After His passing, the Buddha’s life was left for us in the mandala that simultaneously contains the ten life-conditions from Hell to Buddhahood. In other words, the Buddha’s life is none other than the Gohonzon, the purpose of the Daishonin’s advent into this world.
maintaining a pure practice. Of the Daishonin’s six senior disciples, Nikko Shonin was the only one who understood the deep meaning of the Daishonin’s life and teaching. Only He kept the vow to protect and propagate the true teaching as it was taught.
Consequently, today, only Nichiren Shoshu carries out the true meaning of the Oeshiki Ceremony and has held it according to the doctrine and correct faith for more than 700 years.
The reason for the Daishonin’s advent was to secure peace through the propagation of the True Law. This underlying principle is manifested in his Gosho, “On Securing the Peace of the Land Through the Propagation of True Buddhism” (Rissho Ankoku Ron).
Nichiren Daishonin’s will was inherited by Nikko Shonin, Nichimoku Shonin, and each of the successive High Priests who each remonstrated with the government. Thus the tradition was established in Nichiren Shoshu to read the “Rissho Ankoku Ron” and other letters and treatise of remonstration called Moshi-jo during the Oeshiki Ceremony to remind us of this tradition and our pledge to accomplish Kosen-rufu.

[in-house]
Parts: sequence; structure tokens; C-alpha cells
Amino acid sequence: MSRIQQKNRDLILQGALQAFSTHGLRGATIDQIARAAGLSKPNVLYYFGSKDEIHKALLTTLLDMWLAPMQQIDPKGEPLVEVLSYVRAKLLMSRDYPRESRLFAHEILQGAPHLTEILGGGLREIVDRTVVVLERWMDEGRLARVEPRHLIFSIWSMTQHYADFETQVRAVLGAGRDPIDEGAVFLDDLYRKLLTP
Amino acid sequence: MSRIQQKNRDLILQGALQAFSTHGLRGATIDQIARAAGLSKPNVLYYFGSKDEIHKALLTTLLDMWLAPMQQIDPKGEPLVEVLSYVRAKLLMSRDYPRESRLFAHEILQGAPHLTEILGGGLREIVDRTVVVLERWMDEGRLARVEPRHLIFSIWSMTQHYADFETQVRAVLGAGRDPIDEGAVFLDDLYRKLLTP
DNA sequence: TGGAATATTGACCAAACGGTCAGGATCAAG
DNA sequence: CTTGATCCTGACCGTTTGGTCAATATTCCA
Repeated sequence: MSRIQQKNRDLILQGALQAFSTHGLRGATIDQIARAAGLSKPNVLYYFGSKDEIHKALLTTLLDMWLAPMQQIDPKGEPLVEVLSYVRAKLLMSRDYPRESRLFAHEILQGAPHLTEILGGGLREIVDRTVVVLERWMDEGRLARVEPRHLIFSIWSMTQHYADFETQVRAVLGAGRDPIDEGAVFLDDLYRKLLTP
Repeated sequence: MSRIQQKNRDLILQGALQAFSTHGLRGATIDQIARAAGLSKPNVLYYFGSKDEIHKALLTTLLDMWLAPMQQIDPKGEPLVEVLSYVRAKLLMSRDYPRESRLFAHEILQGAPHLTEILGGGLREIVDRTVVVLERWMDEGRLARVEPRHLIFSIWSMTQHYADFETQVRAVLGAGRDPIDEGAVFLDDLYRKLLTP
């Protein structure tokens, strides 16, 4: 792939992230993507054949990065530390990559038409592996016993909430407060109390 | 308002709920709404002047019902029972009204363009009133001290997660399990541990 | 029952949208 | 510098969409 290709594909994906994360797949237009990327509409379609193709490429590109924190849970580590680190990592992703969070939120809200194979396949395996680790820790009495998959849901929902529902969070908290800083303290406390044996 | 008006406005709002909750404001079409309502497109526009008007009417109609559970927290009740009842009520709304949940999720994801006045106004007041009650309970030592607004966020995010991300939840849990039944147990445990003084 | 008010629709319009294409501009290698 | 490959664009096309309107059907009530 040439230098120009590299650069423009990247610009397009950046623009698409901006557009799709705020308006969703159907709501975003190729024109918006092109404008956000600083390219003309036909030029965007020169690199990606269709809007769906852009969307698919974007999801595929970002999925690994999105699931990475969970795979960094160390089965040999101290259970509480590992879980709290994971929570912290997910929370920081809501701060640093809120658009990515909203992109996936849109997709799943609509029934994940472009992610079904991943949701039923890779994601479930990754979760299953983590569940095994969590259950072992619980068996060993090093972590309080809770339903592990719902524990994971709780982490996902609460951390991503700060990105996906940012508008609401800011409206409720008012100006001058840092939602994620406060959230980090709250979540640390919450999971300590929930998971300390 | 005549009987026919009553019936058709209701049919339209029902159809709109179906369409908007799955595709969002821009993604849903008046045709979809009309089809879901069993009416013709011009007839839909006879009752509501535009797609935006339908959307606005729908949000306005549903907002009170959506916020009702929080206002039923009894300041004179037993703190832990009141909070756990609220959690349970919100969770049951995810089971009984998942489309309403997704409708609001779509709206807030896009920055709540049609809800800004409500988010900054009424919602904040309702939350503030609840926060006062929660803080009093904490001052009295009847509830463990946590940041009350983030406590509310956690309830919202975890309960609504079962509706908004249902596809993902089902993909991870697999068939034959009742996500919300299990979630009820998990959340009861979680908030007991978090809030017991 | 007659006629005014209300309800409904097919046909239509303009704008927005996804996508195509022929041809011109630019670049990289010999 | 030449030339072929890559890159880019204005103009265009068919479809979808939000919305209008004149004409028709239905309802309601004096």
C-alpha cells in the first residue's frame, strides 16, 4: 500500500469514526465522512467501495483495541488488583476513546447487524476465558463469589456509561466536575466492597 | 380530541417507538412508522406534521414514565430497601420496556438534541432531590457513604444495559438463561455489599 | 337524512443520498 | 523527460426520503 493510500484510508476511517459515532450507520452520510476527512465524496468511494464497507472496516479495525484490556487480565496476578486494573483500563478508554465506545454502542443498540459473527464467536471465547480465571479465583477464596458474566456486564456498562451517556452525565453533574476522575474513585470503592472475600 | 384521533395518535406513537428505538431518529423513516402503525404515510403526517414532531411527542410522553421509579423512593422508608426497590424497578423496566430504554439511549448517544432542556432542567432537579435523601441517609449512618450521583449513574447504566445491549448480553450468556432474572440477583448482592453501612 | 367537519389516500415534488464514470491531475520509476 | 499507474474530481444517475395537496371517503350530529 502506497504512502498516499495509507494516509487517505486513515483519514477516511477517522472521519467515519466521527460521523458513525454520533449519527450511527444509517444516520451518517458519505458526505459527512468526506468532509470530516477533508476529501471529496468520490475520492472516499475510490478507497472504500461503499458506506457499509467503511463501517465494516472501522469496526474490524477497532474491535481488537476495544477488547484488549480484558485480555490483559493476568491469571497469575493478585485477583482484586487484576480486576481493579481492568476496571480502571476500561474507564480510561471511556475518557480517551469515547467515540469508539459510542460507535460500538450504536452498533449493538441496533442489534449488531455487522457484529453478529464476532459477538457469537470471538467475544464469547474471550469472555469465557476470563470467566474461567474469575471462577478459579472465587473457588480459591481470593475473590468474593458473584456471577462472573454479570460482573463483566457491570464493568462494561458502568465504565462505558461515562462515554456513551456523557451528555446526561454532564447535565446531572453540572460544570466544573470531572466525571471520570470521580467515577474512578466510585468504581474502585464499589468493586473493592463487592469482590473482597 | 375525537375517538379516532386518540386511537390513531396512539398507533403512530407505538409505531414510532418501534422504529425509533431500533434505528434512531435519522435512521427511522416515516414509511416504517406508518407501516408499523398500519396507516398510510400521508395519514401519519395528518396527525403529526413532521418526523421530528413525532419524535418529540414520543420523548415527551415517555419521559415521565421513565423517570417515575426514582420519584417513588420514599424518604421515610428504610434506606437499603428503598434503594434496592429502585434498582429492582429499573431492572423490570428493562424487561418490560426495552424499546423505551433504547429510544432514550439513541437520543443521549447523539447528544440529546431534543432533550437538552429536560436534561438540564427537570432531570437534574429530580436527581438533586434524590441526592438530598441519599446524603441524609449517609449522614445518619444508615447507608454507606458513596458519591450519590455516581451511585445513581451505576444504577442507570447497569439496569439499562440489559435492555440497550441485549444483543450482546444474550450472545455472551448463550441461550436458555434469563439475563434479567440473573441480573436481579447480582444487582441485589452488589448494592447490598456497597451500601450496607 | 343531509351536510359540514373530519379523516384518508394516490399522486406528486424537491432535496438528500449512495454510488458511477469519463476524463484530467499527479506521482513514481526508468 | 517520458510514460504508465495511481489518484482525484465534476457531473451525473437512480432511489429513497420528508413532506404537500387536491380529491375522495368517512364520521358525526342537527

This ceremony is celebrated by local temples at a different time than at Taisekiji. The ceremony is performed in the local temples or propagation centers in the world in October, while Taisekiji celebrates in November. This is because October 13, 1282, on the lunar calendar corresponds to November 21 of the same year on the Julian calendar. Therefore, Taisekiji recognizes the Julian date.
The ceremony, celebrating the eternal life of Nichiren Daishonin, at the Head Temple is called Gotaie and it is performed over two days. The first day, November 20, is called “otaiya;” the following day is “gosho to.”
The Afternoon Of The 20th, The Ceremony Begins
Prayers are offered to the Dai-Gohonzon. In the evening, the Oneri rite is performed. A slow procession of the priests suddenly comes to a halt when it arrives in front of the Mieido Temple. A bell is struck seven, five, and then three times, as six priests in the procession run out to greet the High Priest, bowing reverently. This symbolizes disciples asking the True Buddha to enter the temple to expound the Law.